The U.S. prison population dropped last year by 27,770 inmates, or 1.7 percent, the U.S. Bureau of Justice Statistics said today. A preliminary count found 1,571,013 federal and state prisoners. The total still exceeds 2 million if local jails and state juvenile facilities are included.
BJS said prison populations fell in nine states: California, Texas, North Carolina, Colorado, Arkansas, New York, Florida, Virginia, and Maryland. Inmate counts increased in other states, including Louisiana, Mississippi, Michigan, and Kentucky. Data from three states–Illinois, Nevada, and Washington–were estimated because the states didn’t supply data. A final total will be announced later.
It was the third consecutive year of a prisoner decline, reflecting a drop in crime and a change in state correctional policies. Many states have been relying more on various probation and parole practices instead of prison terms. The U.S. prison population increased every year between 1978 and 2009, from 307,276 in 1978 to a high of 1,615,487 in 2009.
A little over half of the total national decline occurred because of a California “realignment” in 2011 in response to court decisions ordering the state to reduce the prison population over a failure to provide adequate health care.
The state had 15,035 fewer inmates in 2012 than 2011, accounting for 51 percent of the national decrease. The 2011 policy sent “nonserious, nonsex, nonviolent offenders” to local jails instead of state prisons.
The federal prison population grew by 1,453 inmates last year, 0.7 percent, a slower rate than the average annual increase of 3.2 percent each year over the past decade. U.S. Rep. Frank Wolf (R-Va.), who heads the subcommittee that funds the Justice Department, has proposed a $1 million study of ways to control federal prisoner numbers better.
The reduction in national prisoner numbers will help provoke more debate on the success of programs like “justice reinvestment,” which help states study the factors contributing to high prison populations and devise cost-effective ways of reducing them without endangering public safety.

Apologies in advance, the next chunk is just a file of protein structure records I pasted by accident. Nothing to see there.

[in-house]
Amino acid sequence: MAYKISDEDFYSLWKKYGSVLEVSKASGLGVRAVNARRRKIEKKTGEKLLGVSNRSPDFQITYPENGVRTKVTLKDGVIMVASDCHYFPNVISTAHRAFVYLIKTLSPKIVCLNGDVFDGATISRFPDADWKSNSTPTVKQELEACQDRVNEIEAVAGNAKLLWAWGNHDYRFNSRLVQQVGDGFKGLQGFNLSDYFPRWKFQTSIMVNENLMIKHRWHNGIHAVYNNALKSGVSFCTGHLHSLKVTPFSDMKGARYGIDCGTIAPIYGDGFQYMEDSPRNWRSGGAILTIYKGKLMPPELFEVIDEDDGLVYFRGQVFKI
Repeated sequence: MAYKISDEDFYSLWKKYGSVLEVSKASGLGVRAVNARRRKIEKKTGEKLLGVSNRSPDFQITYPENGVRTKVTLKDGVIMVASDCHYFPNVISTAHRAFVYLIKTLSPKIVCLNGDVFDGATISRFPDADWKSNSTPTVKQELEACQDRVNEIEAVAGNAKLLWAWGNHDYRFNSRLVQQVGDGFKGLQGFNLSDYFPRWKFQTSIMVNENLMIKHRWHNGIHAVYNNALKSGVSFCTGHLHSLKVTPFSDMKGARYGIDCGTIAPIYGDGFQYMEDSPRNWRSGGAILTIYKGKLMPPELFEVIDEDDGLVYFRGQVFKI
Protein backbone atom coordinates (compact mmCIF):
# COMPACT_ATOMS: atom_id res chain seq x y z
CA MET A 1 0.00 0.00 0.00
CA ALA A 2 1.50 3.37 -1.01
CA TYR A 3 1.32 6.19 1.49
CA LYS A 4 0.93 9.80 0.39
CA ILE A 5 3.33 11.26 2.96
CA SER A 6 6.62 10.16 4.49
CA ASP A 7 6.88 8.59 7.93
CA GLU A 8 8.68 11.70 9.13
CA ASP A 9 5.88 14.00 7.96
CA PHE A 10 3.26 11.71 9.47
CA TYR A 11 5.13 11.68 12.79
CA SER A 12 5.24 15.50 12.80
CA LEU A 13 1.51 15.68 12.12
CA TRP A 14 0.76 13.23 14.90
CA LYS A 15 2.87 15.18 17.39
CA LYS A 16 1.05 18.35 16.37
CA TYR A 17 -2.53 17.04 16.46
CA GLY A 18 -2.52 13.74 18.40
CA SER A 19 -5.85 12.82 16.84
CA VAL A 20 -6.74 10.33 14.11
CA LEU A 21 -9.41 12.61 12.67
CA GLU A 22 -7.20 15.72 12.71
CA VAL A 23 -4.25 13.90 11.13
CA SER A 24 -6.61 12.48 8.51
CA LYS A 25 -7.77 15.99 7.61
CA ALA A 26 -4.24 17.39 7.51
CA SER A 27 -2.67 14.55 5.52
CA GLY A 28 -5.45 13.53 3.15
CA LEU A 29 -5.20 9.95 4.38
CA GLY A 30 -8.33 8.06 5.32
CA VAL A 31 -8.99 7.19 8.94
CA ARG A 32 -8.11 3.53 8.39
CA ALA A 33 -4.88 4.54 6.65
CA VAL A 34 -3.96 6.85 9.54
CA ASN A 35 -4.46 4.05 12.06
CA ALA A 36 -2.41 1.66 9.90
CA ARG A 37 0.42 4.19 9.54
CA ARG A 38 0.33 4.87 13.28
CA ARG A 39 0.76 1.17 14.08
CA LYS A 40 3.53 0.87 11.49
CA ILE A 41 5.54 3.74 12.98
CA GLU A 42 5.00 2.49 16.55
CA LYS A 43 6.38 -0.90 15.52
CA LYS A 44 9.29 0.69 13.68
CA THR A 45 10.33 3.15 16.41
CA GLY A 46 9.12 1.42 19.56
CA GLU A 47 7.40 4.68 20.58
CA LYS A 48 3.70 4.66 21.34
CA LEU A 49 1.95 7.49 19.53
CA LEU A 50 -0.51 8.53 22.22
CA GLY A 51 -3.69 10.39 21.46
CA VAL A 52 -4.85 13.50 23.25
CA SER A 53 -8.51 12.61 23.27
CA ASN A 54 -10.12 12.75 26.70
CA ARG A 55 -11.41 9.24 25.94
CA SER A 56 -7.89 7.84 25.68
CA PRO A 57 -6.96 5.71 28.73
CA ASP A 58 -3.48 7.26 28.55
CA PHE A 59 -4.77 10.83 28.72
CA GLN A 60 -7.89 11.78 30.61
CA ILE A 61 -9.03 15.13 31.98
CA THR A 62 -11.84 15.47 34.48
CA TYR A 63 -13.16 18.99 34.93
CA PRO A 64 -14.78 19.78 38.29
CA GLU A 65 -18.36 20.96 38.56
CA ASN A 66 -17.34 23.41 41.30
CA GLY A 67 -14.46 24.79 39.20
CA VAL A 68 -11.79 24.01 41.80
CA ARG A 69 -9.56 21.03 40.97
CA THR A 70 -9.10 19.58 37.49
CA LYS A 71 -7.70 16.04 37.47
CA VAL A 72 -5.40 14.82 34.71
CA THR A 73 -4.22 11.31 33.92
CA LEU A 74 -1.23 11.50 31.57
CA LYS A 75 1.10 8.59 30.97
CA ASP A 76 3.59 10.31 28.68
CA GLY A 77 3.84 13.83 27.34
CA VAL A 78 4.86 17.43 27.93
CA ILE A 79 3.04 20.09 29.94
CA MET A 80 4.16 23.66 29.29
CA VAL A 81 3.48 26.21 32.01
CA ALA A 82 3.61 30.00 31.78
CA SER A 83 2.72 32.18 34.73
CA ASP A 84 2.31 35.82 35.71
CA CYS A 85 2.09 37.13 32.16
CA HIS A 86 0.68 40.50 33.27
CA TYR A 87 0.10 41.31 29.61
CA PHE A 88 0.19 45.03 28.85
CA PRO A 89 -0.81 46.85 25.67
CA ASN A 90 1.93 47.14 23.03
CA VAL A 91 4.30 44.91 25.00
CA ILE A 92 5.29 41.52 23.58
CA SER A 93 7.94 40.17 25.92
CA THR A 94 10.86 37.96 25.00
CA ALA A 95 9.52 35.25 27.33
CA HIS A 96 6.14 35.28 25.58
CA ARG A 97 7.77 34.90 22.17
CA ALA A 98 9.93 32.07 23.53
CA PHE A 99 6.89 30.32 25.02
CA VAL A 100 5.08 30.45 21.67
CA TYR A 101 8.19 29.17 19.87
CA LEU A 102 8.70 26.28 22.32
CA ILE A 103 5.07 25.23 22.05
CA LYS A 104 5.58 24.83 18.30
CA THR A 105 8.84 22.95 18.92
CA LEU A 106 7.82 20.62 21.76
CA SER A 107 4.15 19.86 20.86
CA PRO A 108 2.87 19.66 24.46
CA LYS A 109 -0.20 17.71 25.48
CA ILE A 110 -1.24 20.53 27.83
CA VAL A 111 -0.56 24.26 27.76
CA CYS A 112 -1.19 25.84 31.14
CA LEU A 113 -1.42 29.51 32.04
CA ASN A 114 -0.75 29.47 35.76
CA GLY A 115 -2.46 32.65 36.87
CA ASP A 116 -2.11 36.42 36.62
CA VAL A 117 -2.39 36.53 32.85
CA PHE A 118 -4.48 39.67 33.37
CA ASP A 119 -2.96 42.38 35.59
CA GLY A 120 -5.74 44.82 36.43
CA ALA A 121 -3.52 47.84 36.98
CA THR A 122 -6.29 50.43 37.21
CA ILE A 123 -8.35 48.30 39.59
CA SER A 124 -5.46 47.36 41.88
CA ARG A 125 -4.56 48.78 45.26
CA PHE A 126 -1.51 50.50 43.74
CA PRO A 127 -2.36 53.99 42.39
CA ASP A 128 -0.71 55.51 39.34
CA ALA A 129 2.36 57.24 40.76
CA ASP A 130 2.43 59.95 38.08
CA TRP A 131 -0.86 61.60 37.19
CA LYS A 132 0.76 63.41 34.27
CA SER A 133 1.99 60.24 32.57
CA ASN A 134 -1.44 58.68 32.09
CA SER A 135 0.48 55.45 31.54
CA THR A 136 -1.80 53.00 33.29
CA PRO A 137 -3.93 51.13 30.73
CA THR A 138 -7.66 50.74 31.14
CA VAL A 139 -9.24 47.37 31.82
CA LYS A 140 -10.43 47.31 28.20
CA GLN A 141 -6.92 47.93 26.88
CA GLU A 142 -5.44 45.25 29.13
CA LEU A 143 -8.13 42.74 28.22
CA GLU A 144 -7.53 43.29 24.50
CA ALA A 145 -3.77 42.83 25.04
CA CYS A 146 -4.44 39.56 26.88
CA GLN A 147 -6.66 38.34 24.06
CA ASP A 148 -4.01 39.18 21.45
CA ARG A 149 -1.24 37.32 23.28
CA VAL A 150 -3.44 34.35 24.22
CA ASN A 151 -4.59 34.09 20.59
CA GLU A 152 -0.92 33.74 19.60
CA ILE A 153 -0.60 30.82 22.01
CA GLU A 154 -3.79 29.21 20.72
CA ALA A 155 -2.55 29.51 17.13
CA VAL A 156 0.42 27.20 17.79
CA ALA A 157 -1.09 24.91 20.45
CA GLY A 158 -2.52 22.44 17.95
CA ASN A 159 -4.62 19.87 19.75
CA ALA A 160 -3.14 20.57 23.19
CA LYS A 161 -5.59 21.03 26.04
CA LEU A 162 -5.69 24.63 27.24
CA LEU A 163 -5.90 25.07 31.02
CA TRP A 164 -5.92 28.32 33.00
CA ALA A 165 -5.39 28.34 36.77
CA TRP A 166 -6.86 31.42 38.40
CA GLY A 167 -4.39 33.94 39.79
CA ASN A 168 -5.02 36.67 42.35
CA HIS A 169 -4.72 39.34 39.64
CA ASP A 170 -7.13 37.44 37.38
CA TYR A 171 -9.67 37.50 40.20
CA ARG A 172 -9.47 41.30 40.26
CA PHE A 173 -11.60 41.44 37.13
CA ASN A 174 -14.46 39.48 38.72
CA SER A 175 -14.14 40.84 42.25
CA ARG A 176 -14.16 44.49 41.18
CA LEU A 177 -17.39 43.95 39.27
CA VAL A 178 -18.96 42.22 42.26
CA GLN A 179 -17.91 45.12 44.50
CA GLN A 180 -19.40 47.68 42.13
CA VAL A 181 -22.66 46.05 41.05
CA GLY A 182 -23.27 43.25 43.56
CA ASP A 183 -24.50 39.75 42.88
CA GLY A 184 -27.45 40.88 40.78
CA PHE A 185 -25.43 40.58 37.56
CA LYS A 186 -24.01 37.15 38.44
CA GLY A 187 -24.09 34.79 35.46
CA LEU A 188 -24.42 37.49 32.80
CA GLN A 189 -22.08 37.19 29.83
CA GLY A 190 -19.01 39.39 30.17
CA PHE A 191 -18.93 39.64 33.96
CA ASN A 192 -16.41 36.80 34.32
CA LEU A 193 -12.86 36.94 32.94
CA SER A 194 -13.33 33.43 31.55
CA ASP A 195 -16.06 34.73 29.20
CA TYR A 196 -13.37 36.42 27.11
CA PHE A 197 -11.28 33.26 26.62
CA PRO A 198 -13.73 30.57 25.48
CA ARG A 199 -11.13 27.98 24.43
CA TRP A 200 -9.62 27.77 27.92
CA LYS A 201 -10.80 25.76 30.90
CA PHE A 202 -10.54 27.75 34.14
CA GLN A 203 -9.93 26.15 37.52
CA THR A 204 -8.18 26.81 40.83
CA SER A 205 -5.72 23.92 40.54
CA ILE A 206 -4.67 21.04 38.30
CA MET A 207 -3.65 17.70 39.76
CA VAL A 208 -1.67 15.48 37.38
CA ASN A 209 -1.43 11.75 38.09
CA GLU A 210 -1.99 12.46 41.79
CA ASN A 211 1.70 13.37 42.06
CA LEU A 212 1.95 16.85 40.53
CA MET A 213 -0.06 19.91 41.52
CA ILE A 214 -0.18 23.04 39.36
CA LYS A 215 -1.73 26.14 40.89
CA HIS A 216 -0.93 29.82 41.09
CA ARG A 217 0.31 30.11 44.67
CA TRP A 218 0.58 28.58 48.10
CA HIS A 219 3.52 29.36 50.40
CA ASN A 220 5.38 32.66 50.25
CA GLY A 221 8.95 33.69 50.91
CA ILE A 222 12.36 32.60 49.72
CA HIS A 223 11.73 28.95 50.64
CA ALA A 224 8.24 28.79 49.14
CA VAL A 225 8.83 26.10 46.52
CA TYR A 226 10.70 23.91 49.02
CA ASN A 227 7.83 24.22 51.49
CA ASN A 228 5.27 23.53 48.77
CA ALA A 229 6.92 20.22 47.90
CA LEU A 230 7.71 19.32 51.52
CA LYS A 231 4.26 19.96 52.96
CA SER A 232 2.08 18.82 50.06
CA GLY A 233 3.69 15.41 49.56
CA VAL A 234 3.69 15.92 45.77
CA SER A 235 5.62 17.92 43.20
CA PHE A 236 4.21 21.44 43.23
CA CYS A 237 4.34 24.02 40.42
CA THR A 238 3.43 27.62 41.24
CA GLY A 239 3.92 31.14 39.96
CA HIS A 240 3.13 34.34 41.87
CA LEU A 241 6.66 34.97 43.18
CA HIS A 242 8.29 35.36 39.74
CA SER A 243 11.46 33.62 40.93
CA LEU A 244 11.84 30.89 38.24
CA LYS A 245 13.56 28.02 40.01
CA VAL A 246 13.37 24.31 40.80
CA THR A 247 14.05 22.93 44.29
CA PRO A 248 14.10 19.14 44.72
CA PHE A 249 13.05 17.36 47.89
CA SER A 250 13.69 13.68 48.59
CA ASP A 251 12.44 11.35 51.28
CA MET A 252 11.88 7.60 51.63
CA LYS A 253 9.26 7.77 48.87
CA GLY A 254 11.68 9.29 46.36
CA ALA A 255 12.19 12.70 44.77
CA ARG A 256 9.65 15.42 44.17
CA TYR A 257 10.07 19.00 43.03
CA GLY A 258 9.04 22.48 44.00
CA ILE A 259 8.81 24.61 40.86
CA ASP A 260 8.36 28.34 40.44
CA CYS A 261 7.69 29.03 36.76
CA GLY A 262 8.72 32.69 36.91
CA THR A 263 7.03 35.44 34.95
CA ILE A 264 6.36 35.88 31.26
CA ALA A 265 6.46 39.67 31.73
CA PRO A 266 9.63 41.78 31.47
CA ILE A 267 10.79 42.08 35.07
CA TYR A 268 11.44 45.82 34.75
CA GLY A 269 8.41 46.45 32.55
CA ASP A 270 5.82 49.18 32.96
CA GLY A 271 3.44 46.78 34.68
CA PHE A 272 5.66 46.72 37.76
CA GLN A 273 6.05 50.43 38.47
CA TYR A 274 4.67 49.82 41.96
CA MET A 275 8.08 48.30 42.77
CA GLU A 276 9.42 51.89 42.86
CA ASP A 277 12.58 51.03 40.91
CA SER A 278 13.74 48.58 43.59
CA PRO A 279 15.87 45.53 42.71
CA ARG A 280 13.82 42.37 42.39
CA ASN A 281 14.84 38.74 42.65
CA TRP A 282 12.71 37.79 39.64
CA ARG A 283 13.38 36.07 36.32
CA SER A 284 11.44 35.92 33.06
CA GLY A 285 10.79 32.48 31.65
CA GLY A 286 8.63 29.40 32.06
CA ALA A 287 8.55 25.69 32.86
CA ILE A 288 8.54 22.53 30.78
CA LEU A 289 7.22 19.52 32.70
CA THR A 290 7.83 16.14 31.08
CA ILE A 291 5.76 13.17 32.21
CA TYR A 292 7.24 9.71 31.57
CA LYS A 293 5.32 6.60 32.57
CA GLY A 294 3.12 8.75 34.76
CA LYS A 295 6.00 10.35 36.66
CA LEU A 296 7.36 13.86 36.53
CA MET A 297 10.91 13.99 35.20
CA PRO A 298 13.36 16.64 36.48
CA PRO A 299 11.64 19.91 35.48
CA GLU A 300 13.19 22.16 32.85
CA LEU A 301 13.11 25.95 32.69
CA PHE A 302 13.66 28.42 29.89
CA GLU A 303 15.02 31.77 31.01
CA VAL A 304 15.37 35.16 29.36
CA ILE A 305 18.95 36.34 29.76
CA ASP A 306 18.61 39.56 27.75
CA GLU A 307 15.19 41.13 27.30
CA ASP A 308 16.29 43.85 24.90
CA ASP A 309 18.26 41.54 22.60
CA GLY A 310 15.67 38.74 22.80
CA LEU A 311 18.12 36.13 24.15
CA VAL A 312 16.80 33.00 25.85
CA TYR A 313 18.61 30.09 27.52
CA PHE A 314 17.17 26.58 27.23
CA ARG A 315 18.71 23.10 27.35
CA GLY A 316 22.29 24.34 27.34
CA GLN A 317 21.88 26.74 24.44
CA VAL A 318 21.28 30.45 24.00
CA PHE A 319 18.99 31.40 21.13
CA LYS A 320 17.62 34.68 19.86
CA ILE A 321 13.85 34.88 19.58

Advocates say justice reinvestment has helped halt the consistent rise in incarceration. Critics say the movement has not gone far enough, noting that the inmate numbers have dropped very slowly despite a sharp decrease in the crime rate.
Expressed in terms of a rate, BJS found that there were 480 sentenced prisoners per 100,000 U.S. residents last year, continuing a decline since 2007. The imprisonment rate for men (910 sentenced prisoners per 100,000 male residents) was more than 14 times the imprisonment rate for women (63 sentenced prisoners per 100,000 female U.S. residents). The female imprisonment rate decreased 2.9 percent in 2012 from 65 per 100,000 female U.S. residents in 2011.
Louisiana had the highest imprisonment rate last year, 893 per 100,000 state residents. That was followed by Mississippi (717 per 100,000 state residents), Alabama (650 per 100,000 state residents), Oklahoma (648 per 100,000 state residents), and Texas (601 per 100,000 state residents).
Maine had the lowest imprisonment rate (145 per 100,000 state residents), followed by Minnesota (184 per 100,000 state residents), and Rhode Island (190 per 100,000 state residents).
Using data from 2011, BJS said 53 percent of state prisoners were serving time for a violent offense, including robbery (14 percent), murder or nonnegligent manslaughter (12 percent), rape or sexual assault (12 percent), and aggravated or simple assault (10 percent). About 18 percent were serving time for property offenses, 17 percent for drug crimes, and11 percent for public order offenses, such as weapon violations, drunk driving, commercialized vice, and court offenses.
White prisoners comprised 35 percent of the 2011 state prison population, while black prisoners were 38 percent and Hispanics 21 percent.
BJS launched a new online tool that provides instant access to national and state-level prisoner data from 1978 to 2011. The tool allows for analysis of prisoner data by yearend populations, admissions, and releases and many characteristics of prisoners.
Ted Gest is the Washington D.C. Bureau Chief of The Crime Report and President of Criminal Justice Journalists. He welcomes comments from readers.